News Brief

Stormzy, Wizkid, Davido and More Win Big at the 2017 MOBO Awards

Stormzy was the most awarded artist at this year's MOBO Awards.

The 2017 MOBO Awards went down on Wednesday in the UK, and some of our favorite artists snagged major awards.

British-Ghanian grime star, Stormzy was the night's biggest winner, taking home three awards for Best Male Artist, Best Grime Act, and Best Album for his critically-acclaimed debut Gang Signs & Prayer.

Davido performed at the show, and took home the award for Best African Act, beating out the likes of Mr Eazi, Sardokie.

Wizkid beat out Jay-Z, Kendrick Lamar, Solange, SZA and others to snag the Best International Act Award. According to Twitter page, Africa Facts Zone, this makes him the first African artist to have won the award along with the Best Worldwide act at the MTV EMAs, Best African Artist at both the BET Awards, and the MOBOs.

Gambian-British MC, J Hus kicked off the night by winning Best Song of the Year for his summer smash "Did You See."

See the full list of 2017 winners below:

Best male act: Stormzy

Best female act: Stefflon Don

Best album: Stormzy – Gang Signs & Prayer

Best newcomer: Dave

Best song: J Hus – Did You See

Best video: Mist – Hot Property

Best hip-hop act: Giggs

Best grime act: Stormzy

Best R&B/soul act: Craig David

Best international act: Wizkid

Best African act: Davido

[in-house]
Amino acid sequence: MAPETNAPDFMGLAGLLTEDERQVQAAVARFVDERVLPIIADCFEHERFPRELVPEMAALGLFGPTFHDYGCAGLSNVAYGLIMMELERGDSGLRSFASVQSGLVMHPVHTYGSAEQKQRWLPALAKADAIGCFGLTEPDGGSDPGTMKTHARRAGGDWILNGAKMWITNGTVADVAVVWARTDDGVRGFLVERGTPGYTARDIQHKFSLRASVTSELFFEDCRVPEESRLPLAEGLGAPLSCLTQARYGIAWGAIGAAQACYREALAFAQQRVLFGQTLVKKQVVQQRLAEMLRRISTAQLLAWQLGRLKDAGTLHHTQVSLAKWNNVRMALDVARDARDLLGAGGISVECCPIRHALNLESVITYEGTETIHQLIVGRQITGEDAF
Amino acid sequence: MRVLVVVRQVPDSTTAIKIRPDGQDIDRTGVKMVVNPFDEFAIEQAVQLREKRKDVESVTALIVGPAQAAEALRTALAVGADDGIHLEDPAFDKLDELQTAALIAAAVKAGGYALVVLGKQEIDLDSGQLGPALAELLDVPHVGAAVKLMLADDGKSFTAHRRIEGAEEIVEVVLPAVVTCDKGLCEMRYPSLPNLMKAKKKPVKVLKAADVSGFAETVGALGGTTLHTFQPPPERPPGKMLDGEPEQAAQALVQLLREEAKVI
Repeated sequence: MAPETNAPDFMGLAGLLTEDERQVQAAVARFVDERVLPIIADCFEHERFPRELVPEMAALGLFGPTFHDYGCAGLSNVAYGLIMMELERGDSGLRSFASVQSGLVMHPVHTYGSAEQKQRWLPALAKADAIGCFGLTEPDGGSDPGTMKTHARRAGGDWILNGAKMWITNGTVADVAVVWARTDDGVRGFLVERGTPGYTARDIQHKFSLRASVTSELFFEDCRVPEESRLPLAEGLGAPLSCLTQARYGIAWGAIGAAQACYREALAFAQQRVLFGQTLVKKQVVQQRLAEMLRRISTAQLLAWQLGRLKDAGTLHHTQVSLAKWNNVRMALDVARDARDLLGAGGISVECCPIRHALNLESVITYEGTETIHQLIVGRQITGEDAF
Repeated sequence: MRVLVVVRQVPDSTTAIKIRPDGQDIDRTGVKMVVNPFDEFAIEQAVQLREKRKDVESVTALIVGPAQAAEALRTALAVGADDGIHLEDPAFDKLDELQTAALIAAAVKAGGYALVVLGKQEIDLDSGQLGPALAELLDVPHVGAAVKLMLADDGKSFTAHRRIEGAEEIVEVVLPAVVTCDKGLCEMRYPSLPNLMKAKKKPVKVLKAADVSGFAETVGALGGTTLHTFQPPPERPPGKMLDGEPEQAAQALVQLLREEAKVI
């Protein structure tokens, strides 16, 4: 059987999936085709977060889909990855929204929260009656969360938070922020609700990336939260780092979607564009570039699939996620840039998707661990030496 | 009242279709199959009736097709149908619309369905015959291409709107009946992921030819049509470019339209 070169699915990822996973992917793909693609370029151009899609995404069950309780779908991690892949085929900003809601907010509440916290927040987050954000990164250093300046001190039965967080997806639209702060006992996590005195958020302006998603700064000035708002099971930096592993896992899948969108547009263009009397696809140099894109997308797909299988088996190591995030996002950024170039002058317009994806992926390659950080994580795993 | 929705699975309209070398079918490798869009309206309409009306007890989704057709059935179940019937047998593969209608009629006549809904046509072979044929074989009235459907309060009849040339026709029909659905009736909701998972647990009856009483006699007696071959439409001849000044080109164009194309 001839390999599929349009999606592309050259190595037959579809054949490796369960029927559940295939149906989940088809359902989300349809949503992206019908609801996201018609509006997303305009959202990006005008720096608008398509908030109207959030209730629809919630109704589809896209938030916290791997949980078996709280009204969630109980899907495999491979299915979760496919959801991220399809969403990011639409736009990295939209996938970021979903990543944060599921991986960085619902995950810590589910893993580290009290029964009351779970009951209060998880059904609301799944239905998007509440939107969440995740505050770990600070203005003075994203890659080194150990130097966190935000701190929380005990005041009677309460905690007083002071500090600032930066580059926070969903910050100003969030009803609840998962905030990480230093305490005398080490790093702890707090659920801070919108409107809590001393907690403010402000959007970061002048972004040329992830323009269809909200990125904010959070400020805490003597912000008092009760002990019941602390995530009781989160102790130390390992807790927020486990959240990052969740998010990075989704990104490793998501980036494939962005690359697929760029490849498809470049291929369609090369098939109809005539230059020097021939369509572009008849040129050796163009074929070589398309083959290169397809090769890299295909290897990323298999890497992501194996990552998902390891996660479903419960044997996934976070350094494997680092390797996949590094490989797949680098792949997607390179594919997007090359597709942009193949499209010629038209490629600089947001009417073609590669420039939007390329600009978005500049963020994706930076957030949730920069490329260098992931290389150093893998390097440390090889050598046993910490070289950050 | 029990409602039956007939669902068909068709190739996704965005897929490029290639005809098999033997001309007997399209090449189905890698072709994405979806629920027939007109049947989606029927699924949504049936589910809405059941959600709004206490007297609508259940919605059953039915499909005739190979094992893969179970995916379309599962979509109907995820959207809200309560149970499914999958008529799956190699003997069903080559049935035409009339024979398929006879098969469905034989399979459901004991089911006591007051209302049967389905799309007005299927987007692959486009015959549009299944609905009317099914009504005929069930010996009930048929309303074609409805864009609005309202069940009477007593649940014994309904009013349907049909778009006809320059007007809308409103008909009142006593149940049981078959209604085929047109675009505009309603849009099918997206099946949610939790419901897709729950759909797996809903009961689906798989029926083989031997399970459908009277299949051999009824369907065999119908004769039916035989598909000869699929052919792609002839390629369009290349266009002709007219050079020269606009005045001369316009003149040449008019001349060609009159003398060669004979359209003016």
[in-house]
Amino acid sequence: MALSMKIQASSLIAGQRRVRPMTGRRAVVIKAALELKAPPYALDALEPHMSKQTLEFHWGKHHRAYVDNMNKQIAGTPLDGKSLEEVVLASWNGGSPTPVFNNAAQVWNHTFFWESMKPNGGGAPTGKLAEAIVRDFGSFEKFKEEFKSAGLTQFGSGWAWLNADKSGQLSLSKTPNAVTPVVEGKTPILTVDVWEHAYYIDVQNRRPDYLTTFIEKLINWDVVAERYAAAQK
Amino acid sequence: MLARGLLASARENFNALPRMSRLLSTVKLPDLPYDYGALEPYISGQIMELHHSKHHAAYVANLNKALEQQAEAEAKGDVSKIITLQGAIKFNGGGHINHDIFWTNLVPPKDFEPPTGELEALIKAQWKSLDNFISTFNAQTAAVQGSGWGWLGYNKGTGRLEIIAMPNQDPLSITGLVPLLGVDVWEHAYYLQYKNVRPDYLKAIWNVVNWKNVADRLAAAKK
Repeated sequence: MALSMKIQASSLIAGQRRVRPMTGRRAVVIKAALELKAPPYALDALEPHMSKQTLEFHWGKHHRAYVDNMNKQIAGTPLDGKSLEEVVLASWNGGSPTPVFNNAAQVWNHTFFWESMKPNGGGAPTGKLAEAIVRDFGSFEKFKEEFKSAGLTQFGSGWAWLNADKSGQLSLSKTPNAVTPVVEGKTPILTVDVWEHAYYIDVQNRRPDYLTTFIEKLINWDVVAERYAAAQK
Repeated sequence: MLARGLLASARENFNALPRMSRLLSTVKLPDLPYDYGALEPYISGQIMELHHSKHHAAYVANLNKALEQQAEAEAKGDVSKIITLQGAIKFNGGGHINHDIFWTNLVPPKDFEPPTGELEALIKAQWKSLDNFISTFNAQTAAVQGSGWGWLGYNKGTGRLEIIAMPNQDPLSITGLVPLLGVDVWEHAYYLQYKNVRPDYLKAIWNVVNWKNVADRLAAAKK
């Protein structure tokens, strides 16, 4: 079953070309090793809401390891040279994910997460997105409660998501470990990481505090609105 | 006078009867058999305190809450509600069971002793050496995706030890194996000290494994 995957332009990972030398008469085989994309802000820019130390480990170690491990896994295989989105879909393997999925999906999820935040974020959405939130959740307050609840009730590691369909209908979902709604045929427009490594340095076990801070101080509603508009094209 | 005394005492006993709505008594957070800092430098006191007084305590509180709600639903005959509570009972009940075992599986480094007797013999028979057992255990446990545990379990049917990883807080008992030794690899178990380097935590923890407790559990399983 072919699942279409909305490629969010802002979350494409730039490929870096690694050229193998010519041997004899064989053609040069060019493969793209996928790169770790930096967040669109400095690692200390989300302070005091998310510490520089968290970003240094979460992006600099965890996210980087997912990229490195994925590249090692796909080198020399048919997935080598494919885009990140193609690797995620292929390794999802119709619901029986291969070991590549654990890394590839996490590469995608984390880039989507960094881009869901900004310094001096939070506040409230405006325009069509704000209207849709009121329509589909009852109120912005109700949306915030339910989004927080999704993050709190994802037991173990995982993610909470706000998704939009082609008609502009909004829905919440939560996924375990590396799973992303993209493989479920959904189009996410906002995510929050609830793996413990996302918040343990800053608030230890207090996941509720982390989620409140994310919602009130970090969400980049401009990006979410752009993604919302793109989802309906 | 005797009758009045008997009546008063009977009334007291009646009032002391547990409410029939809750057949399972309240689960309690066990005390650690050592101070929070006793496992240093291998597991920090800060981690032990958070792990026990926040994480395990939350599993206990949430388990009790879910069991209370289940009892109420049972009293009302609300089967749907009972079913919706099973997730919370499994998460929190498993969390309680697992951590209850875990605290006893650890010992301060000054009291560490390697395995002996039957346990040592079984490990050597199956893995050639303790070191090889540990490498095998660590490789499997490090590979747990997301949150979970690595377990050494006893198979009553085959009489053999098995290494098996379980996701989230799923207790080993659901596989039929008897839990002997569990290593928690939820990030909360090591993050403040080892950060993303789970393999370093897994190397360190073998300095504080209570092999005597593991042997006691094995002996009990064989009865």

Best reggae act: Damian Marley

Best jazz act: Moses Boyd

Best gospel act: Volney Morgan & New-Ye

Music

6 Samples From 'Éthiopiques' in Hip-Hop

A brief history of Ethio-jazz cultural exchange featuring songs by Nas & Damian Marley, K'naan, Madlib and more.

This article was originally published on OkayAfrica in March, 2017. We're republishing it here for our Crossroads series.

It's 2000 something. I'm holed up in my bedroom searching for samples to chop up on Fruity Loops. While deep into the free-market jungle of Amazon's suggested music section, I stumble across a compilation of Ethiopian music with faded pictures of nine guys jamming in white suit jackets. I press play on the 30 second sample.

My mind races with the opportunities these breakbeats offered a budding beat maker. Catchy organs, swinging horns, funky guitar riffs, soulful melodies and grainy and pained vocalists swoon over love lost and gained. Sung in my mother tongue—Amharic—this was a far cry from the corny synthesizer music of the 1990s that my parents played on Saturday mornings. I could actually sample this shit.

The next day, I burn a CD and pop it into my dad's car. His eyes light up when the first notes ooze out of the speakers. “Where did you get this?" He asks puzzlingly. “The internet," I respond smiling.

In the 1970s my dad was one of thousands of high school students in Addis Ababa protesting the monarchy. The protests eventually created instability which lead to a coup d'état. The monarchy was overthrown and a Marxist styled military junta composed of low ranking officers called the Derg came to power. The new regime subsequently banned music they deemed to be counter revolutionary. When the Derg came into power, Amha Eshete, a pioneering record producer and founder of Ahma Records, fled to the US and the master recordings of his label's tracks somehow ended up in a warehouse in Greece.

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